Now the story about 'The Little Humdinger'. Well, you see, when PQ001 left Final Assembly and into Flight Test, she was coated with the standard yucky Boeing acrylic green, no TAA registration, only the FAA Registration 'N3281U' stuck letter by letter in the rear passenger windows so it was very difficult to pick out as 'our' airplane whenever it taxied or flew, which was somewhat disconcerting for the TAA team.

Humdinger 737

One day when Mike Fisher and I were in the Cockpit/Cabin area of PQ001 (VH-TAF) inspecting and talking with some Flight Test technicians, we asked them how easy it is to start the APU, to which they replied (Please imagine this being said with a strong southern U.S. twang),"Well you just flick this little bitty battery switch to 'on' and then switch the APU switch to the start position and that little humdinger, she just lights up".

Boeing Techs who coined the name

So we thought that 'Little Humdinger' should be the unofficial name of PQ001 (VH-TAF) and duly asked our friends at Boeing to manufacture three (3) large adhesive signs of which 2 were placed either side of the cockpit area and the third inside the aft accessory access area.

PQ001 unofficial Name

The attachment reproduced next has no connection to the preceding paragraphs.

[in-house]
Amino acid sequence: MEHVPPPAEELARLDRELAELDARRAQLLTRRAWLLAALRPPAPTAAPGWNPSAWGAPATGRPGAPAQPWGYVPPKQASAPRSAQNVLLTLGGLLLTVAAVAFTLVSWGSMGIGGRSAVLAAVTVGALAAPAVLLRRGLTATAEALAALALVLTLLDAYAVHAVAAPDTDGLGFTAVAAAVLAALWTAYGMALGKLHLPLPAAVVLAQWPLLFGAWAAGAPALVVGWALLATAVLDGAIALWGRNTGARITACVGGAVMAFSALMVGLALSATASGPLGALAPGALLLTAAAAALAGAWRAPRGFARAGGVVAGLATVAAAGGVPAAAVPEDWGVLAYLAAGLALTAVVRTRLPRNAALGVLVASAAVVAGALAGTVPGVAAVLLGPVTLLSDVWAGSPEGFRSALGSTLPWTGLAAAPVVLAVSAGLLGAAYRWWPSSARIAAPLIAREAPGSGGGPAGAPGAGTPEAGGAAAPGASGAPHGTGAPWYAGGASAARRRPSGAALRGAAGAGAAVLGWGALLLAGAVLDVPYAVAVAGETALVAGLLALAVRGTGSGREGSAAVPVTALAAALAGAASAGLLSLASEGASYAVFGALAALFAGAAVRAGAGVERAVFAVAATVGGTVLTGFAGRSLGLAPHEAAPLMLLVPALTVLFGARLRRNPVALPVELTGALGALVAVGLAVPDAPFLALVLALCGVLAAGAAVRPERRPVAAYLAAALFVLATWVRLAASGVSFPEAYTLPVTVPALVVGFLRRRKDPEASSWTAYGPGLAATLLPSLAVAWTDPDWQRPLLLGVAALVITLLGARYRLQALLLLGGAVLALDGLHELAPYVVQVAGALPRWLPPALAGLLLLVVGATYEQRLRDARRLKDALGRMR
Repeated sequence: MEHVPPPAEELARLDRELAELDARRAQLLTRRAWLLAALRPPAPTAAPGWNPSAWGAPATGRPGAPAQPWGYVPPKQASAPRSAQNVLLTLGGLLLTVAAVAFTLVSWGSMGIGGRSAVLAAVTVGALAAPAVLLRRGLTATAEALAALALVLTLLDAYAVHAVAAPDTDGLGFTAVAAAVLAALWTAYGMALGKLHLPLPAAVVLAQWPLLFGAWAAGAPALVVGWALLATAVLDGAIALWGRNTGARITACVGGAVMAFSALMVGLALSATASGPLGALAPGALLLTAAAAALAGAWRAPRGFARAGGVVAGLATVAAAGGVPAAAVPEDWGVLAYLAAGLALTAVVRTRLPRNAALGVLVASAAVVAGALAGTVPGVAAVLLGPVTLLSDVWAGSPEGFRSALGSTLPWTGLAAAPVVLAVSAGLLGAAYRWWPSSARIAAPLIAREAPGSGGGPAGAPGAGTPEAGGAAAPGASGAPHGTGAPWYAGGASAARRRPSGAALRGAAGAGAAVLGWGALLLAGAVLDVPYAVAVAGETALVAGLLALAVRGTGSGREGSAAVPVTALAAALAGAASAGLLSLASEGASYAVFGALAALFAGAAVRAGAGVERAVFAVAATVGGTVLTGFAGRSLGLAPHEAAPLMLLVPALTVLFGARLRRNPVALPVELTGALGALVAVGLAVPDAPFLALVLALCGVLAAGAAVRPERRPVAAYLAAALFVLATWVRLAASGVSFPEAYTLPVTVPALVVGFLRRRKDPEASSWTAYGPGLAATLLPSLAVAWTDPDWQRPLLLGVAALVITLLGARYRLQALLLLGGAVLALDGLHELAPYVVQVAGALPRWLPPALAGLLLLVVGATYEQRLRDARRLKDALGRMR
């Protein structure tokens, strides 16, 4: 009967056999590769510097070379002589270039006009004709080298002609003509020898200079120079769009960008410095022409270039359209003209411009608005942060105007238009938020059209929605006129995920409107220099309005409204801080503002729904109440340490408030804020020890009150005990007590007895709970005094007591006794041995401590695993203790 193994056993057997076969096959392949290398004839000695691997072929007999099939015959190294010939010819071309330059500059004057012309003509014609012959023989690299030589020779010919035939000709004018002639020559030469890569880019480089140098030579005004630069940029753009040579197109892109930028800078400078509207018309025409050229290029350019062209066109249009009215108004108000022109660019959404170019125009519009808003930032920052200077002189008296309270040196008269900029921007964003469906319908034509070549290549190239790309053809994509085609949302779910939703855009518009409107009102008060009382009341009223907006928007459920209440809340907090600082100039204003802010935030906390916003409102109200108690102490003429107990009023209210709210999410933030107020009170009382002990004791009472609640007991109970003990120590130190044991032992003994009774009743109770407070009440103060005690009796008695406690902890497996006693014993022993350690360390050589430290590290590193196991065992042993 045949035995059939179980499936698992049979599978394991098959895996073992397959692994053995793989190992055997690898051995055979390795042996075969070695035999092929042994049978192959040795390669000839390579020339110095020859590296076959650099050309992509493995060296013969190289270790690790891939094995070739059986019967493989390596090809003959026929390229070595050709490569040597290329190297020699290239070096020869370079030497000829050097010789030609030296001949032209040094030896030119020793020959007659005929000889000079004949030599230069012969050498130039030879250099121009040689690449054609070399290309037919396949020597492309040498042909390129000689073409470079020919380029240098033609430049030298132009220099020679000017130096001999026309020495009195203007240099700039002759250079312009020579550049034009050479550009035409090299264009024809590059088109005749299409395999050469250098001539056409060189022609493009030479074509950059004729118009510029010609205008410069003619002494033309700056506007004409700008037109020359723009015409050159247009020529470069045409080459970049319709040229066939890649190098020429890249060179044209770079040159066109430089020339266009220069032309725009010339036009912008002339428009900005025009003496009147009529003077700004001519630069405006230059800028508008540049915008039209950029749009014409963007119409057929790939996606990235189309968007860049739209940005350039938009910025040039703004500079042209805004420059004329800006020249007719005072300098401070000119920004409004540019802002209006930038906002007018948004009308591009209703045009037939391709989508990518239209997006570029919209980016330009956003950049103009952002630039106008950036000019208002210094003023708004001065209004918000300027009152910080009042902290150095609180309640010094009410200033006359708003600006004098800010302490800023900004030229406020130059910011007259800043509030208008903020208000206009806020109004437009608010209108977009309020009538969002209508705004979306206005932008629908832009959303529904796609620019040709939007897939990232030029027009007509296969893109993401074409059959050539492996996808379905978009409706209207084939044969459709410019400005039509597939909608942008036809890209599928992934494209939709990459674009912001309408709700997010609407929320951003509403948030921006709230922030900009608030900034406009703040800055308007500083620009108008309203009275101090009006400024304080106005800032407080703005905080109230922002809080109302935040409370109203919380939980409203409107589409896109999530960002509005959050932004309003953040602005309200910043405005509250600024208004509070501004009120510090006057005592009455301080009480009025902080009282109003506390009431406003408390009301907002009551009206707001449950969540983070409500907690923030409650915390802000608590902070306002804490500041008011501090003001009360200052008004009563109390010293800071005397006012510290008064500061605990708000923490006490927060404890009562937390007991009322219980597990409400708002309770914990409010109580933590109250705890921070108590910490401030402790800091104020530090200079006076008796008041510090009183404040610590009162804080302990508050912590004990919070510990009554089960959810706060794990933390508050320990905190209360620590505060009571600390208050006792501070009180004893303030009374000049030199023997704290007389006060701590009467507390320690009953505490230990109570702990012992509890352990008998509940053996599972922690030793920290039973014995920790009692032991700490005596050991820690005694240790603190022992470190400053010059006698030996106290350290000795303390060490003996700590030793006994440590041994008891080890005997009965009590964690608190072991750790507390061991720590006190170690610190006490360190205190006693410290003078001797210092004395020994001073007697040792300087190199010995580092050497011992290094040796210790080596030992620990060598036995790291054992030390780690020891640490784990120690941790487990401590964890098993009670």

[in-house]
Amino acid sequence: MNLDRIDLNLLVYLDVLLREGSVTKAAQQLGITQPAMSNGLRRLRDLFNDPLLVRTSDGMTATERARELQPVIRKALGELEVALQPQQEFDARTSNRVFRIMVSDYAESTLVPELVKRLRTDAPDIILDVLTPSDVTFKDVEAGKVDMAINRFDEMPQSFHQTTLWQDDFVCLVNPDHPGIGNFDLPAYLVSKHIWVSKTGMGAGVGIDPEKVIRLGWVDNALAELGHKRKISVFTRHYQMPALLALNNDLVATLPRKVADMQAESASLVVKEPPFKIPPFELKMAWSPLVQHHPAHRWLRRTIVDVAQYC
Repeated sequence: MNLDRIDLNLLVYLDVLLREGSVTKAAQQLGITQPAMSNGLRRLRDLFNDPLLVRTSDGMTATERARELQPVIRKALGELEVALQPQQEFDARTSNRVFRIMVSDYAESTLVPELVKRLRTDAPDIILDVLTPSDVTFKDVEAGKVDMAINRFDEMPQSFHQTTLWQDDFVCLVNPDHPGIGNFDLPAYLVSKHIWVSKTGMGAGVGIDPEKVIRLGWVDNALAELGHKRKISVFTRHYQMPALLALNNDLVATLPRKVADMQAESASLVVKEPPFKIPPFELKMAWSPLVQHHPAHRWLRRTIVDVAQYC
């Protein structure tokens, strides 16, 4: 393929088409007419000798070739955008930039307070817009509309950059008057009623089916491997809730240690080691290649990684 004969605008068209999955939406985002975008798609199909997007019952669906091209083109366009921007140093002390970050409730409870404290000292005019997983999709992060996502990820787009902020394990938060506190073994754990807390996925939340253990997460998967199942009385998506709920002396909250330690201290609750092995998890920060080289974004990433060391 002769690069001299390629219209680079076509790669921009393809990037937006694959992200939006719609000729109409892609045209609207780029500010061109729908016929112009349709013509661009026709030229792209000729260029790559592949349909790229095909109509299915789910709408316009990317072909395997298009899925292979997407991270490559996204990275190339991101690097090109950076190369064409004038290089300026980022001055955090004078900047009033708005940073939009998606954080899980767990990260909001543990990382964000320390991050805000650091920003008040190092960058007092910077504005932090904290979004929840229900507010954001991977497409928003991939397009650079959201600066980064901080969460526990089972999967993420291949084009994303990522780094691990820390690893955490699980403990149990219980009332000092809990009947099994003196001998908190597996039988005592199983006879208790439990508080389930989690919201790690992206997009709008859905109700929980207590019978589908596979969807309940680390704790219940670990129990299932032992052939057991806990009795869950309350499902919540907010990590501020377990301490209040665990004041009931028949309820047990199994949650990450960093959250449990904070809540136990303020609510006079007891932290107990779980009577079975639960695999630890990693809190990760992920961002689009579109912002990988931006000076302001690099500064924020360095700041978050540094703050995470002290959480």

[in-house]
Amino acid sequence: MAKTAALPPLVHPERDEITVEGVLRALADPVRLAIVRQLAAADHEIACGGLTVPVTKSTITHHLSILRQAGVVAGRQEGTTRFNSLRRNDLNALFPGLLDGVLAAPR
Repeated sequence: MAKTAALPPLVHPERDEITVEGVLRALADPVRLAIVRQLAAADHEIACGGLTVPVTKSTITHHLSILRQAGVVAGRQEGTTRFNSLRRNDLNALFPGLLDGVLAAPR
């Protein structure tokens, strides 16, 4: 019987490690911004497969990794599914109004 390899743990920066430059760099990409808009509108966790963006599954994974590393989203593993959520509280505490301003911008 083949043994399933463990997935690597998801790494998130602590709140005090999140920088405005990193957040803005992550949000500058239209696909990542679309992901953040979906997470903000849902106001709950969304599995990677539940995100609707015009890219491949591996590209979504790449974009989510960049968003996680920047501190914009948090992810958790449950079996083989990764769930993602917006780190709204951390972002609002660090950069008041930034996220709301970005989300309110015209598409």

The latter was to stay in place for many years thereafter. A reminder of her Flight Test days. There was no further confusion as to whether the 'green' airplane in the sky was ours.

B737 Humdinger Au

PQ001 was identified as VH-TAF and Delivered (Accepted) at Seattle Delivery Centre (Boeing Field) on the 3rd October 1986, departed Seattle on the 5th October and entered into Australian Airlines revenue service on the 20th October 1986.

Joseph Favazza and Mike Fisher were at Seattle for the Inspection and Acceptance of the first eight (8) B737-376 airplanes, i.e. VH-TAF, TAG, TAH, TAI, TAJ, TAK, TAU and the Final Inspection of VH-TAV.

After a very busy but satisfying assignment, Joseph Favazza and Mike Fisher flew home on VH-TAU under the proficient Command of Flight Crew: Captain Graham Lowther, Captain Ron (Moose) Anderson and First Officer Allan (Noise) Burgess. The Flight Engineer was Steve Kinson.